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Tuesday, 31 July, 2001, 22:52 GMT 23:52 UK
Turkey Islamists shocked by party ban
Welfare Party former leader and prime minister Necmettin Erbakan
Ex-prime minister Erbakan claimed rights violations
Islamists in Turkey have been angered by a European Court of Human Rights decision to uphold Ankara's ban on an Islamist political party in 1998.

Turkey did not violate human rights when it banned the Welfare Party, the European court ruled on Tuesday.


Now even suspicions (of violence) are considered enough to close a party

Former Welfare Party member
"Europe has trampled on its own principles," said Seref Malkoc, a former Welfare Party lawmaker, referring to Europe's standard of free speech.

The Welfare Party had the largest number of seats in the Turkish parliament when it was shut down, and its leader, Necmettin Erbakan, was a former prime minister.

Surprise decision

The party took its case to the human rights court, claiming that its rights to freedom of assembly and association had been violated.

But human rights judges in Strasbourg decided by four votes to three that the ban had not violated the European Convention on Human Rights.

The newly-formed Felicity Party of the traditionalists in the movement reacted strongly - as did the reformers, who are yet to establish their own party.

The BBC correspondent in Ankara, Firdevs Robinson, said the ruling was as a surprise.

Appeal

A member of the former Welfare Party, Sevket Kazan, who brought the case along with another member, Ahmet Tekdal, and party chairman Erbakan, said he and Mr Tekdal would appeal.

"In the past, the European Court used as a guideline the question of involvement in violence, but now even suspicions are considered enough to close a party," Mr Kazan said.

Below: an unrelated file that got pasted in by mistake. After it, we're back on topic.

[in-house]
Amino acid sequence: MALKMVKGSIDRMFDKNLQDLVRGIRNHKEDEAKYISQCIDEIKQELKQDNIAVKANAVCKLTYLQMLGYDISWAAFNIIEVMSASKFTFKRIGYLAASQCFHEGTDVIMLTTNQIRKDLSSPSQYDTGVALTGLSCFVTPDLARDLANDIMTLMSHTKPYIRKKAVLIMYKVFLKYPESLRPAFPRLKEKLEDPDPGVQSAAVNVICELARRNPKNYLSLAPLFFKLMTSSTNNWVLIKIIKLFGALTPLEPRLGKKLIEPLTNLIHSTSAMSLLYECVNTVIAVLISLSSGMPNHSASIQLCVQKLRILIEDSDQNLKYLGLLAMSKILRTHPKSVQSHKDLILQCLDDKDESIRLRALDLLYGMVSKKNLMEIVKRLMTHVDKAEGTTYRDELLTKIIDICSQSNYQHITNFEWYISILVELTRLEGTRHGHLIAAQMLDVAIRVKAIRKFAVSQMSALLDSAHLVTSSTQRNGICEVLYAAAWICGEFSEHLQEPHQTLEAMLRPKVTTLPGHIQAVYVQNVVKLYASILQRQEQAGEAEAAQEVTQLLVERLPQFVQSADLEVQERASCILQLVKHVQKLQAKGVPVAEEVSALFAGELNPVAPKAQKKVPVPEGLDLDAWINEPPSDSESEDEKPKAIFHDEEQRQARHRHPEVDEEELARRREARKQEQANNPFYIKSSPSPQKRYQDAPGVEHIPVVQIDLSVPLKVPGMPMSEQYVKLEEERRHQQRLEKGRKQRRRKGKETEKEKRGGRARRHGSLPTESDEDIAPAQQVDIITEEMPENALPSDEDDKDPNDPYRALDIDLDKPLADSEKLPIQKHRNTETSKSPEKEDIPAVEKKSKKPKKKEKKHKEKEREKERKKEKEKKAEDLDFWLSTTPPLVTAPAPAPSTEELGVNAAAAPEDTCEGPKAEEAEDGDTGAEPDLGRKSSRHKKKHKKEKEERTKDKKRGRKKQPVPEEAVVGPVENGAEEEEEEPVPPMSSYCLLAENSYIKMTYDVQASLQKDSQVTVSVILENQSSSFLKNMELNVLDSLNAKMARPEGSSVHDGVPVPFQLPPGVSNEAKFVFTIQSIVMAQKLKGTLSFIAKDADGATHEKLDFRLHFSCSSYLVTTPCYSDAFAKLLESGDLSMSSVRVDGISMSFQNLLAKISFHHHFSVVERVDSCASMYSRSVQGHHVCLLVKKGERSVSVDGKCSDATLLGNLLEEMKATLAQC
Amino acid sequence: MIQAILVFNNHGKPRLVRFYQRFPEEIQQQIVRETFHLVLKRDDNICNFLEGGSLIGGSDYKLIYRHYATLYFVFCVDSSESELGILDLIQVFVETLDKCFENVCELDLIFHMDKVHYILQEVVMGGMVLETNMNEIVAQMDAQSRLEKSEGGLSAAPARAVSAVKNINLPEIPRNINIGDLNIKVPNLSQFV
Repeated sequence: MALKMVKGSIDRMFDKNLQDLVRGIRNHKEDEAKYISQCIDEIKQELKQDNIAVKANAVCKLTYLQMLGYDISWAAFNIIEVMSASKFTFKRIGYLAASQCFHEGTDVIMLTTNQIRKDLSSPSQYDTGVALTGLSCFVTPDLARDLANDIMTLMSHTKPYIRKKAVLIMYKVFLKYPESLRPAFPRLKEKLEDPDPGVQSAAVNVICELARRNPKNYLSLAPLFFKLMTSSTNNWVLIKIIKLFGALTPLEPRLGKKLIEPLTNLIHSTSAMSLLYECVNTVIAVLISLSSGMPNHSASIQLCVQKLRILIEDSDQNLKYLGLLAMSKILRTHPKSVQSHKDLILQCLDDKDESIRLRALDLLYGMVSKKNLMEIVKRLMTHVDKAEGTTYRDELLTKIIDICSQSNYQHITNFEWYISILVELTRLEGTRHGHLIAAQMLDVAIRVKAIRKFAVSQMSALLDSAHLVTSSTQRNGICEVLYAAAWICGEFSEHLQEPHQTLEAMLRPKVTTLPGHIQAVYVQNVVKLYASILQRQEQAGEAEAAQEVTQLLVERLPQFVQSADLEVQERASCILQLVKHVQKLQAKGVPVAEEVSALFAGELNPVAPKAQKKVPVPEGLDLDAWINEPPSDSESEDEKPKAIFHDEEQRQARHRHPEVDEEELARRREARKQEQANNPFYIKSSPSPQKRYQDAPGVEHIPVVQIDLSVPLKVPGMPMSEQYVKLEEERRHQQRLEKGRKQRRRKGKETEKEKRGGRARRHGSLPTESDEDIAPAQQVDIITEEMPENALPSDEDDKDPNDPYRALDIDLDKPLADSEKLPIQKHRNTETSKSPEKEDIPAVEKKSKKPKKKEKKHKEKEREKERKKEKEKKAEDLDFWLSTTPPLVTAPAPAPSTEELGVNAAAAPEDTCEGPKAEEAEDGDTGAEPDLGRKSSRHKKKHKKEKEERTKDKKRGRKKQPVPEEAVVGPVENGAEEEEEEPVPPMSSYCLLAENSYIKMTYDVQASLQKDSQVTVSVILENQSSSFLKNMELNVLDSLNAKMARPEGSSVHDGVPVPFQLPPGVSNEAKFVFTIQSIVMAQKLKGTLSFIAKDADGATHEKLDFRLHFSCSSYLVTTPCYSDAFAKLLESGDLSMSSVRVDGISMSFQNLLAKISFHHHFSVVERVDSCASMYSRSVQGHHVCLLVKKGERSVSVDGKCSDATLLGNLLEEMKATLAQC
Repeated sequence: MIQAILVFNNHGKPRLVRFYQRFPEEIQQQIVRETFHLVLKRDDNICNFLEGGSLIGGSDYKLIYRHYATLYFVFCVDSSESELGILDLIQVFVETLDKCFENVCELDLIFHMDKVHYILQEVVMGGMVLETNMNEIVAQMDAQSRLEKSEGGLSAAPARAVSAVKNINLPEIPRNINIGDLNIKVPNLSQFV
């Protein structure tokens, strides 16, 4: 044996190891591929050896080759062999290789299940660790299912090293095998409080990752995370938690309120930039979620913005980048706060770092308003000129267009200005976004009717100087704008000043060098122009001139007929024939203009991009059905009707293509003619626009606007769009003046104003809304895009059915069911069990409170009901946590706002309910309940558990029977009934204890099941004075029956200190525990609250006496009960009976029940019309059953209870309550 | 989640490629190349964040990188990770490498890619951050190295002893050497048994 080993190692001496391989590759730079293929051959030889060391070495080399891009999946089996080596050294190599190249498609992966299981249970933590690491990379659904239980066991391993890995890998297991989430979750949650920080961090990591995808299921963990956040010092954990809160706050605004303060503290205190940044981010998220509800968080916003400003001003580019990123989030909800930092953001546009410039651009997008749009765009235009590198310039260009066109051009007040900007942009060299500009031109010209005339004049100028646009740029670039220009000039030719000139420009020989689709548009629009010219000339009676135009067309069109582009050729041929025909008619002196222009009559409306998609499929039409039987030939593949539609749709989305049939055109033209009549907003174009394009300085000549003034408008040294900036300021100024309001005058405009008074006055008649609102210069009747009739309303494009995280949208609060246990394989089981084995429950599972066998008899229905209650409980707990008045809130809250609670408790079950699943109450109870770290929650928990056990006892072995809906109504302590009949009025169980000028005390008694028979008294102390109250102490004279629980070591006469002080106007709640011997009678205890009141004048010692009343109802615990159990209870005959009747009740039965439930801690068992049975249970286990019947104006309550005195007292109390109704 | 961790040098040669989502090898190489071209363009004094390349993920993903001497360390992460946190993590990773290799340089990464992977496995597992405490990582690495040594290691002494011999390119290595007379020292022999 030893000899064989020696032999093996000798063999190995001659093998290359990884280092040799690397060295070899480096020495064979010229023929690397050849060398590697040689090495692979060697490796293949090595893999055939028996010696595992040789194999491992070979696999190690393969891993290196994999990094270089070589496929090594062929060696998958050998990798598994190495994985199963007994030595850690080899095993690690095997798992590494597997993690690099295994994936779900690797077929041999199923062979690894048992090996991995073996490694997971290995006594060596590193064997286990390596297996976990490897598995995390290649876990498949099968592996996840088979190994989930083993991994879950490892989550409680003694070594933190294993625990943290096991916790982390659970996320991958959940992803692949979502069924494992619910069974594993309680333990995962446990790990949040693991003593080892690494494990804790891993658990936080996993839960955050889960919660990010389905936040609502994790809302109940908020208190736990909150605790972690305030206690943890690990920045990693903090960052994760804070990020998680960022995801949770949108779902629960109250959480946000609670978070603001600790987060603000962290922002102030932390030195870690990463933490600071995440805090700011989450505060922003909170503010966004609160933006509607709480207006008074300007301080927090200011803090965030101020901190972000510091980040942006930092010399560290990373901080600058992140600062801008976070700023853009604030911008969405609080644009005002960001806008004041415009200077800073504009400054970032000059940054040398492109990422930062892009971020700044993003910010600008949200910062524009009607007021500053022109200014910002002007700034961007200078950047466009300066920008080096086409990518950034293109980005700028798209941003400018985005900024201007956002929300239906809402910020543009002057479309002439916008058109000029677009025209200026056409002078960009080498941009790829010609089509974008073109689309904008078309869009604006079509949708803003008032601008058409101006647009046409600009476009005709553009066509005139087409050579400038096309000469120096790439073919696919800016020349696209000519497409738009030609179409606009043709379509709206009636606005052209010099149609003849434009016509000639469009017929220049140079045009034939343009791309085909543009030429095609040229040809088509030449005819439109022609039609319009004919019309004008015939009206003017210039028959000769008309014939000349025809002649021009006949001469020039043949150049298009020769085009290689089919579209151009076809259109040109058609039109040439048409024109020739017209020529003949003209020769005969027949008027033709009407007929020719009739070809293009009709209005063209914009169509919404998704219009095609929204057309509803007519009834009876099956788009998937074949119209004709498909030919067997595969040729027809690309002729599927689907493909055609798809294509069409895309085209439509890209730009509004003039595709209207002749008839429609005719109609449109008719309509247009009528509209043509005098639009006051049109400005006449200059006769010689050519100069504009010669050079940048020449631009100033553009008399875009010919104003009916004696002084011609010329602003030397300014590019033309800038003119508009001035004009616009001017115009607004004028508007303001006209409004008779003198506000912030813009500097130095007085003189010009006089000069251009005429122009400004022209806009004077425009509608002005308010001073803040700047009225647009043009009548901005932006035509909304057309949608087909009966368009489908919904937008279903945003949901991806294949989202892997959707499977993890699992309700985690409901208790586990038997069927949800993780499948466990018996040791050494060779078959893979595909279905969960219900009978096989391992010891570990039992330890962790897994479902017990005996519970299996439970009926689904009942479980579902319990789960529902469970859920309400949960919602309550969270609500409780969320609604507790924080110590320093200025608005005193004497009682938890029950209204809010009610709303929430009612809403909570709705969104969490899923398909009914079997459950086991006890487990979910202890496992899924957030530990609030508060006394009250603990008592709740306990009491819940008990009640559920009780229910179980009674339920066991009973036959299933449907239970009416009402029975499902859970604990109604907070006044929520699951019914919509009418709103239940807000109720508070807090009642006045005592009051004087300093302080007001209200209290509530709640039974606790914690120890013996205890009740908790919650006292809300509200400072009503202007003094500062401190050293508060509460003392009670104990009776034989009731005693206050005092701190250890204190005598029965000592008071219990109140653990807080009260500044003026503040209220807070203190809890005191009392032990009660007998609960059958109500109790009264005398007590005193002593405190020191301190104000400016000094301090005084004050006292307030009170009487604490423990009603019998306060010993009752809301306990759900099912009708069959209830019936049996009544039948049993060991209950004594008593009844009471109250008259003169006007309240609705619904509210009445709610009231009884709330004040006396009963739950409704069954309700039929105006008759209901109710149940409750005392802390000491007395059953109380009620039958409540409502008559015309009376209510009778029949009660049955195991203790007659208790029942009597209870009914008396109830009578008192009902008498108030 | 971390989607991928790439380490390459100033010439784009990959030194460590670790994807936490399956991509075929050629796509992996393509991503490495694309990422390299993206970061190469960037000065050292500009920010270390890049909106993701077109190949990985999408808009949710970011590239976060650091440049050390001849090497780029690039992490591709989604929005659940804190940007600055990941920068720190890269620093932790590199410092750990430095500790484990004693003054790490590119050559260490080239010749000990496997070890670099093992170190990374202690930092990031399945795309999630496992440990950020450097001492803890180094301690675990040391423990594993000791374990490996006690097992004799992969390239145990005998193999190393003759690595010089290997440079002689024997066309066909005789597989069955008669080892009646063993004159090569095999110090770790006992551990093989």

Recai Kutan
Recai Kutan's Virtue Party has now also been banned
The decision comes only a month after Turkey's highest court also banned the Welfare Party's de facto successor, the Virtue Party, saying it had become a focus of anti-secular activities.

The court said the Welfare Party ban could "reasonably be considered to meet a pressing social need for the protection of democratic society", as the party had declared its intention to introduce Islamic law.

"They had also left in doubt their position regarding recourse to force in order to come to power, and more particularly to retain power," the judgement added.

The party's political programme had been at odds with the Convention on Human Rights, the judges said, and Turkey had acted reasonably to prevent it being implemented.

Third ban

The decision to ban the party in 1998 for unconstitutional behaviour prompted international criticism that Turkey was acting undemocratically.

It was the third time a party led by Mr Erbakan had been banned: the National Order Party was banned in 1971 after a military coup, and the National Salvation Party was shut down in 1980 - also after a coup.

Ilter Turan, professor of political science at Istanbul's Bilgi University, said this verdict could spell the end to Mr Erbakan's political career.

In the election in December 1995, the Welfare Party had took than 20% of the vote.

Turkey's human rights record is a particularly sensitive issue, as it attempts to join the European Union.

As well as concern over its political bans, the country has faced strong criticism over its treatment of its Kurdish minority.

 WATCH/LISTEN
 ON THIS STORY
The BBC's Colin Blane
"One of the thorniest political issues to come before the European Court of Human Rights"
See also:

22 Jun 01 | Europe
Turkey bans Islamic party
07 May 99 | Europe
Analysis: A headscarf too far?
06 Jun 01 | Country profiles
Country profile: Turkey
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